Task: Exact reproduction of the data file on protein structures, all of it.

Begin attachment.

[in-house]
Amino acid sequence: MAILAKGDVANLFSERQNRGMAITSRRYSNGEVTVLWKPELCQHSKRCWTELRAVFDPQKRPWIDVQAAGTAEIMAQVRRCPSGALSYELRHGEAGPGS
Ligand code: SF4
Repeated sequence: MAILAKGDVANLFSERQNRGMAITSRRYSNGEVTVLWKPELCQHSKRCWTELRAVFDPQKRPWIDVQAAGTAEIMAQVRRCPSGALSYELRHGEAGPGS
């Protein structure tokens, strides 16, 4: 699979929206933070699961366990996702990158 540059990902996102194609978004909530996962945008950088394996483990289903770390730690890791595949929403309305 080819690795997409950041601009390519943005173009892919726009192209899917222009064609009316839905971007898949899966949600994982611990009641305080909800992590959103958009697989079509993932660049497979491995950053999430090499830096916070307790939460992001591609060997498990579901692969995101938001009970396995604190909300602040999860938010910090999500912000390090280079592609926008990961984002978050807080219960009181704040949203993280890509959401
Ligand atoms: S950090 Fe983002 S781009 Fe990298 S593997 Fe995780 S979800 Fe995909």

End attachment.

[in-house]
Amino acid sequence: MAILAKGDVANLFSERQNRGMAITSRRYSNGEVTVLWKPELCQHSKRCWTELRAVFDPQKRPWIDVQAAGTAEIMAQVRRCPSGALSYELRHGEAGPGS
Ligand code: SF4
Repeated sequence: MAILAKGDVANLFSERQNRGMAITSRRYSNGEVTVLWKPELCQHSKRCWTELRAVFDPQKRPWIDVQAAGTAEIMAQVRRCPSGALSYELRHGEAGPGS
């Protein structure tokens, strides 16, 4: 699979929206933070699961366990996702990158 540059990902996102194609978004909530996962945008950088394996483990289903770390730690890791595949929403309305 080819690795997409950041601009390519943005173009892919726009192209899917222009064609009316839905971007898949899966949600994982611990009641305080909800992590959103958009697989079509993932660049497979491995950053999430090499830096916070307790939460992001591609060997498990579901692969995101938001009970396995604190909300602040999860938010910090999500912000390090280079592609926008990961984002978050807080219960009181704040949203993280890509959401
Ligand atoms: S950090 Fe983002 S781009 Fe990298 S593997 Fe995780 S979800 Fe995909």